Another reluctant superhero cometh. Hellboy is certainly more gung-ho than, say, Hancock, but that's not saying much. He's the average Joe of comic-book behemoths, and in "Hellboy II: The Golden Army," he looks as if he'd rather be kicking back than battling beasties.
Despite its comic-book trappings – it's based on the Dark Horse comic books created by Mike Mignola – "Hellboy II," even more so than its predecessor, "Hellboy," resembles nothing so much as an art film phantasmagoria.
This should not be surprising since the director of the series is Guillermo del Toro, best known among cinéastes for "Pan's Labyrinth," a sinister fairy tale set in Fascist Spain that won the 2006 Oscar for best foreign film. He's also noted for such high-style Hollywood bloodbaths as "Blade II." In other words, he's an auteur who likes to have it both ways.
In "Hellboy II," del Toro, who co-scripted with Mignola, attempts to weld the bam-pow studio mind-set to a more expressive artistic sensibility. The result is like "Pan's Labyrinth" on steroids. This is not entirely intended as a compliment. For one thing, "Pan's Labyrinth" is a movie that, for all its flavor, doesn't hold up as a masterpiece. In retrospect it resembles a del Toro freak show amped up with sociopolitical smarts.
"Hellboy II" doesn't take itself nearly as seriously but, like its predecessor, overdoses on big galumphing goblins and trolls and creepy-crawlies. Since many of these uglies are inventively designed, starting with Hellboy himself, the film is far from a washout. But del Toro doesn't quite know when to call a halt to the pageant. It's been said that you don't know what is enough until you know what is more than enough. "Hellboy II" is more than enough.
Ron Perlman once again plays Hellboy, and his bulked-up physique, the color of red clay, is as imposing as ever. His girlfriend Liz (Selma Blair), who has the convenient ability to turn herself into flame, is pregnant by him – though she withholds the news for a long time. As bickering fun couples go, these two don't exactly rival Tracy and Hepburn, but Blair's caustic line deliveries are incongruously droll and Perlman, sounding like George Clooney, is amusingly gruff. His Hellboy is like a 1940s hard-boiled noir hero who somehow mutated into a crimson behemoth with a sledgehammer right fist and a long sinuous tail. He's filed off his horns to play down his demonic origins, and why not? Hellboy, remember, is the good guy.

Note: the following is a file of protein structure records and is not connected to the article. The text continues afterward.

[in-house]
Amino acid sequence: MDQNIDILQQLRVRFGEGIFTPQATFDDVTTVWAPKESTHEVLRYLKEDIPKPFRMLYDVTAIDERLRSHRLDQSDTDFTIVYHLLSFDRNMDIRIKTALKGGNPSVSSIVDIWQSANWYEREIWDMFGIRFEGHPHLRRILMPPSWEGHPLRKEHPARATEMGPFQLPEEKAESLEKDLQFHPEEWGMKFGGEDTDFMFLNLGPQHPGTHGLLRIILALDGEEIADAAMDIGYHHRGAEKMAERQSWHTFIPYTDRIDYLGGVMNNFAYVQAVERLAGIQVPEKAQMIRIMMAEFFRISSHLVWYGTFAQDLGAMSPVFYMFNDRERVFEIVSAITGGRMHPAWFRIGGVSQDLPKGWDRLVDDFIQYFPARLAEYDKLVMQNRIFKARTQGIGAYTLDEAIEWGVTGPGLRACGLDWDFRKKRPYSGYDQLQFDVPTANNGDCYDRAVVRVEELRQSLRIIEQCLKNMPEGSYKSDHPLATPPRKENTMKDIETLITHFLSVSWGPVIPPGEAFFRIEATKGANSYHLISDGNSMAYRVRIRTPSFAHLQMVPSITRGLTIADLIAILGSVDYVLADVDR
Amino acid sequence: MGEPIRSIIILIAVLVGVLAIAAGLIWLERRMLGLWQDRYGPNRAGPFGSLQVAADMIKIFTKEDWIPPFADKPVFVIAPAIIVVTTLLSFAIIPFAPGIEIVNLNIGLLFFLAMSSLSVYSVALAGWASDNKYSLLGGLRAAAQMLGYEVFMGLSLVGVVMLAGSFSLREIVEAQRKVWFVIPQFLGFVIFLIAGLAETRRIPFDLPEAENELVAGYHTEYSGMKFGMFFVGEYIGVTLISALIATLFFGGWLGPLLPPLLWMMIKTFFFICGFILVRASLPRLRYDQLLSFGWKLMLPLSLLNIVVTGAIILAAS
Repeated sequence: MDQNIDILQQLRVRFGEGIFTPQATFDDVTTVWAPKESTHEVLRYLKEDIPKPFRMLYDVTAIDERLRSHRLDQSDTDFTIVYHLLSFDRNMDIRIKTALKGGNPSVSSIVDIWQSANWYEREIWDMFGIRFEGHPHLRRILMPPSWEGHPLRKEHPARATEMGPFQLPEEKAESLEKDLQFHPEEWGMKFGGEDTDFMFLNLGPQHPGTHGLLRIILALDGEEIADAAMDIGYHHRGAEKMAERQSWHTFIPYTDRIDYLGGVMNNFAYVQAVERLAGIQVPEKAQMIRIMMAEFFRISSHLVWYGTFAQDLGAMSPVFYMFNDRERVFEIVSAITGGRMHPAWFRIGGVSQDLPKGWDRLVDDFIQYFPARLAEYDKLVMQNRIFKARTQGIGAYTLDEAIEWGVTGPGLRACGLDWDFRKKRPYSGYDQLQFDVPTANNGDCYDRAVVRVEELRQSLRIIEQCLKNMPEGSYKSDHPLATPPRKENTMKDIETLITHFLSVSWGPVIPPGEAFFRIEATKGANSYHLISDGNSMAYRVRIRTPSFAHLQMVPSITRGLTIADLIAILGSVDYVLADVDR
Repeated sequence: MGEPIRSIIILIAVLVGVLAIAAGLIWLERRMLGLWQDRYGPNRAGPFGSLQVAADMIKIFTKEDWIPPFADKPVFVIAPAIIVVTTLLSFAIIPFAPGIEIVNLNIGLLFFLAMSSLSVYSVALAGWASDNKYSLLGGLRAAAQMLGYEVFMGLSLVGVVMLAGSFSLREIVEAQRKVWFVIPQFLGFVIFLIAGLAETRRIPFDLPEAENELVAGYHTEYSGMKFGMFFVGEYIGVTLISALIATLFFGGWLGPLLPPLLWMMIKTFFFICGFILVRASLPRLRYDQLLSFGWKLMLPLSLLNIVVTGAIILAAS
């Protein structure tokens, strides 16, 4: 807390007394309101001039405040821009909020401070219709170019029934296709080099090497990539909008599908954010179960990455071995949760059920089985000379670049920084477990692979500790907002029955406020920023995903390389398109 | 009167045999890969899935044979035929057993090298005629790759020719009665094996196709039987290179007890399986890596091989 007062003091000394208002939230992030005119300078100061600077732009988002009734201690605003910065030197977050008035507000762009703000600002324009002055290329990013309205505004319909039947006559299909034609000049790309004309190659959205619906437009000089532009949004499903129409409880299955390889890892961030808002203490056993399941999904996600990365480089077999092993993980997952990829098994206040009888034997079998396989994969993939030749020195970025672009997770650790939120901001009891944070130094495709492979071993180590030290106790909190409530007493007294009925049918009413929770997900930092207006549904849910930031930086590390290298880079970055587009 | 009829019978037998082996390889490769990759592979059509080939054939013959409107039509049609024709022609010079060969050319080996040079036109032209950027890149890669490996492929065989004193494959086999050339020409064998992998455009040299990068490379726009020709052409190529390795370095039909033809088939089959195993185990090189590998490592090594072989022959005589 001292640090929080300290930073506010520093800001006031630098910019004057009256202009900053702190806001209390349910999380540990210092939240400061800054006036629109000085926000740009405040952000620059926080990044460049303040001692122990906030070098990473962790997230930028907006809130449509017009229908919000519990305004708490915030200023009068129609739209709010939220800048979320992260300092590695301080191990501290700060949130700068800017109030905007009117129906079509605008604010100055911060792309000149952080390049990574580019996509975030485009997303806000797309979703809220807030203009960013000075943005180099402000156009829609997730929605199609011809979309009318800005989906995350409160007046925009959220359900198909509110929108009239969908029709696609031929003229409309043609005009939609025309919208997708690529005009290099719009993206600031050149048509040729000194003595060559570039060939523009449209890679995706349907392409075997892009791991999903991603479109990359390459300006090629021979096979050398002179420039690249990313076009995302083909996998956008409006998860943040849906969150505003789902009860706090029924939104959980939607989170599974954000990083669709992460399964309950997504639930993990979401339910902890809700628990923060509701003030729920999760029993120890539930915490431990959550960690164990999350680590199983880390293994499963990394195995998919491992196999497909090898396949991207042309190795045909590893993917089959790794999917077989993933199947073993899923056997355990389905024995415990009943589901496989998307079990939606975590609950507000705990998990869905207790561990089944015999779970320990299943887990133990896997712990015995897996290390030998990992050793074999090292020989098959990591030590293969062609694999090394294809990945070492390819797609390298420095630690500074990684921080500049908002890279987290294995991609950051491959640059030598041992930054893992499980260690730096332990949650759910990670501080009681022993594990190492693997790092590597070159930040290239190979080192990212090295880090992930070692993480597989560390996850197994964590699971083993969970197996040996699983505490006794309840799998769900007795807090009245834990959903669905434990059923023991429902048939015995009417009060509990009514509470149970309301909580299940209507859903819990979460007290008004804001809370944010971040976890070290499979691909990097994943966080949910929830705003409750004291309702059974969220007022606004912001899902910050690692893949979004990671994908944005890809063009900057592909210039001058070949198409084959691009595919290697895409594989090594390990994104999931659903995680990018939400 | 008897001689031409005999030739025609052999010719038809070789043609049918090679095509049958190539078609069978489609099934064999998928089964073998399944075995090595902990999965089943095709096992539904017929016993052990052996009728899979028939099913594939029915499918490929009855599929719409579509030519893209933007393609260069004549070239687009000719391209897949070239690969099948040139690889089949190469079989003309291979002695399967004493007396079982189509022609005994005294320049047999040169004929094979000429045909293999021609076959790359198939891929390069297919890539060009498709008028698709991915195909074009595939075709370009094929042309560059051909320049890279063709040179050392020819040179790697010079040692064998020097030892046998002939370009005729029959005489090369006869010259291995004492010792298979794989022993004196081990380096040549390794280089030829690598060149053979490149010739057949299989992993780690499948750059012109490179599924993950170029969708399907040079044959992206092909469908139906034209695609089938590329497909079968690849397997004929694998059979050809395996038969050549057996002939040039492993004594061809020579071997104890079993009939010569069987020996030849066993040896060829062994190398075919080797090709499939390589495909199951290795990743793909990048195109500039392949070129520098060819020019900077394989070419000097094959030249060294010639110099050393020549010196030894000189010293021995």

Not so his adversary Prince Nuada (Luke Goss), an albino-ish nasty who looks as if he might have stepped out of a David Bowie roadshow circa 1975. Nuada wants to restore the hegemony of the Golden Army, an ancient sect that has been subdued for centuries by humans. Aiding Nuada in his nefariousness is Mr. Wink, who looks like the offspring of King Kong and a giant trash compactor. He's so gross he's likeable.
Since Hellboy is working on behalf of humans to clean up this mess, he finds himself conflicted at times about his status. Shouldn't he feel more at home among the Mr. Winks of the world? Fortunately, del Toro doesn't mine this dilemma. This is not, after all, a movie that can bear much in the way of identity crises.
Besides, del Toro's identity crisis is plenty for one movie. He's trying to be a schlockmeister and a poet all at the same time. His imagery simultaneously draws on pulp kid stuff and Gustave Dore. Whatever its borrowings, the fetid and feverish "Hellboy II" comes across as an original. But being original is not always the same thing as being wonderful. Grade: B (Rated PG-13 for sequences of sci-fi action and violence, and some language.)